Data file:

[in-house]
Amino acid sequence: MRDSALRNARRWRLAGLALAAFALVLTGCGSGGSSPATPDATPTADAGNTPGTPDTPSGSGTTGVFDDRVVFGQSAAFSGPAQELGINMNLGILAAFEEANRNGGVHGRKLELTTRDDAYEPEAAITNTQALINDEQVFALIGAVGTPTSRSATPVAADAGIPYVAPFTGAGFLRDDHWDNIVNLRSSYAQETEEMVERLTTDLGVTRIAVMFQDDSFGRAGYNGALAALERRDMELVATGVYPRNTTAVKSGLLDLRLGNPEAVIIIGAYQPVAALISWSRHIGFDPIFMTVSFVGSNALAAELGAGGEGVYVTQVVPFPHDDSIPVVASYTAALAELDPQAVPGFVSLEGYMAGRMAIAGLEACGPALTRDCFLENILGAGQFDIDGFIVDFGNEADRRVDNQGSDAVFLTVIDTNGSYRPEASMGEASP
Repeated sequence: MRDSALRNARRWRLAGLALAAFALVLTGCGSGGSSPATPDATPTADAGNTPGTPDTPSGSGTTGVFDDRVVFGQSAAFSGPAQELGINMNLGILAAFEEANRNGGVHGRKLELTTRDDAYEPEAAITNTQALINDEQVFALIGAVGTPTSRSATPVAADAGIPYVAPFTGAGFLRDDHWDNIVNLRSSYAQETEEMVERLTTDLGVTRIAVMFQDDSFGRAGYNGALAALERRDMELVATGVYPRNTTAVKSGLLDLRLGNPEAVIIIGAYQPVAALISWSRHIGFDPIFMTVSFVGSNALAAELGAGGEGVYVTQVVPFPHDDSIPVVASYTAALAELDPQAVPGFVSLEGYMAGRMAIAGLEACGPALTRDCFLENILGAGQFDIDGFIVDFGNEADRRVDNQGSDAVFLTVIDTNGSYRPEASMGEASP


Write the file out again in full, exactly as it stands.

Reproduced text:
[in-house]
Amino acid sequence: MRDSALRNARRWRLAGLALAAFALVLTGCGSGGSSPATPDATPTADAGNTPGTPDTPSGSGTTGVFDDRVVFGQSAAFSGPAQELGINMNLGILAAFEEANRNGGVHGRKLELTTRDDAYEPEAAITNTQALINDEQVFALIGAVGTPTSRSATPVAADAGIPYVAPFTGAGFLRDDHWDNIVNLRSSYAQETEEMVERLTTDLGVTRIAVMFQDDSFGRAGYNGALAALERRDMELVATGVYPRNTTAVKSGLLDLRLGNPEAVIIIGAYQPVAALISWSRHIGFDPIFMTVSFVGSNALAAELGAGGEGVYVTQVVPFPHDDSIPVVASYTAALAELDPQAVPGFVSLEGYMAGRMAIAGLEACGPALTRDCFLENILGAGQFDIDGFIVDFGNEADRRVDNQGSDAVFLTVIDTNGSYRPEASMGEASP
Repeated sequence: MRDSALRNARRWRLAGLALAAFALVLTGCGSGGSSPATPDATPTADAGNTPGTPDTPSGSGTTGVFDDRVVFGQSAAFSGPAQELGINMNLGILAAFEEANRNGGVHGRKLELTTRDDAYEPEAAITNTQALINDEQVFALIGAVGTPTSRSATPVAADAGIPYVAPFTGAGFLRDDHWDNIVNLRSSYAQETEEMVERLTTDLGVTRIAVMFQDDSFGRAGYNGALAALERRDMELVATGVYPRNTTAVKSGLLDLRLGNPEAVIIIGAYQPVAALISWSRHIGFDPIFMTVSFVGSNALAAELGAGGEGVYVTQVVPFPHDDSIPVVASYTAALAELDPQAVPGFVSLEGYMAGRMAIAGLEACGPALTRDCFLENILGAGQFDIDGFIVDFGNEADRRVDNQGSDAVFLTVIDTNGSYRPEASMGEASP